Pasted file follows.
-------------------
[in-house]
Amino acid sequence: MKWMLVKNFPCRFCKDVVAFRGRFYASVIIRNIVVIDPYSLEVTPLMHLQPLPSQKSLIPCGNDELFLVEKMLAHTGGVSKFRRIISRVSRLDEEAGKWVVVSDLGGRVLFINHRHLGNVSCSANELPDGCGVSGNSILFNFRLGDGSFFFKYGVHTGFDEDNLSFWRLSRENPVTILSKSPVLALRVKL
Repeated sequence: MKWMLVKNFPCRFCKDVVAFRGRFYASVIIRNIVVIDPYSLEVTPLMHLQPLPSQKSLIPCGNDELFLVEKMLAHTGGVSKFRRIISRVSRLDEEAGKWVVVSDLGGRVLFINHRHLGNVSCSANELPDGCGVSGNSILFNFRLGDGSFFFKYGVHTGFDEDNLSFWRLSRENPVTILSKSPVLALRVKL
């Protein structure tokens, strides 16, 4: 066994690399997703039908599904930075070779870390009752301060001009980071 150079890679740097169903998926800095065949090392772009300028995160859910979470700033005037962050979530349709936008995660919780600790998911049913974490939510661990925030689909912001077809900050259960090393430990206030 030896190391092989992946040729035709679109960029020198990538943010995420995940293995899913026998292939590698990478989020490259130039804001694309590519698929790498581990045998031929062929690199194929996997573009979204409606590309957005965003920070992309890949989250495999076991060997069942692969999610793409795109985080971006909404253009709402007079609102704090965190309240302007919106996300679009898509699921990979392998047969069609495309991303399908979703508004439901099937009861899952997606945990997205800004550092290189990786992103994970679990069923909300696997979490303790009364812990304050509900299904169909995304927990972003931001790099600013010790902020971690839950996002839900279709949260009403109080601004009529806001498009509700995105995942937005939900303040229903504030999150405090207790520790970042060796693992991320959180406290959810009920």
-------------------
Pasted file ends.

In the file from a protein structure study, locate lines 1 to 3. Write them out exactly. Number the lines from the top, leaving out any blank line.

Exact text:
[in-house]
Amino acid sequence: MKWMLVKNFPCRFCKDVVAFRGRFYASVIIRNIVVIDPYSLEVTPLMHLQPLPSQKSLIPCGNDELFLVEKMLAHTGGVSKFRRIISRVSRLDEEAGKWVVVSDLGGRVLFINHRHLGNVSCSANELPDGCGVSGNSILFNFRLGDGSFFFKYGVHTGFDEDNLSFWRLSRENPVTILSKSPVLALRVKL
Repeated sequence: MKWMLVKNFPCRFCKDVVAFRGRFYASVIIRNIVVIDPYSLEVTPLMHLQPLPSQKSLIPCGNDELFLVEKMLAHTGGVSKFRRIISRVSRLDEEAGKWVVVSDLGGRVLFINHRHLGNVSCSANELPDGCGVSGNSILFNFRLGDGSFFFKYGVHTGFDEDNLSFWRLSRENPVTILSKSPVLALRVKL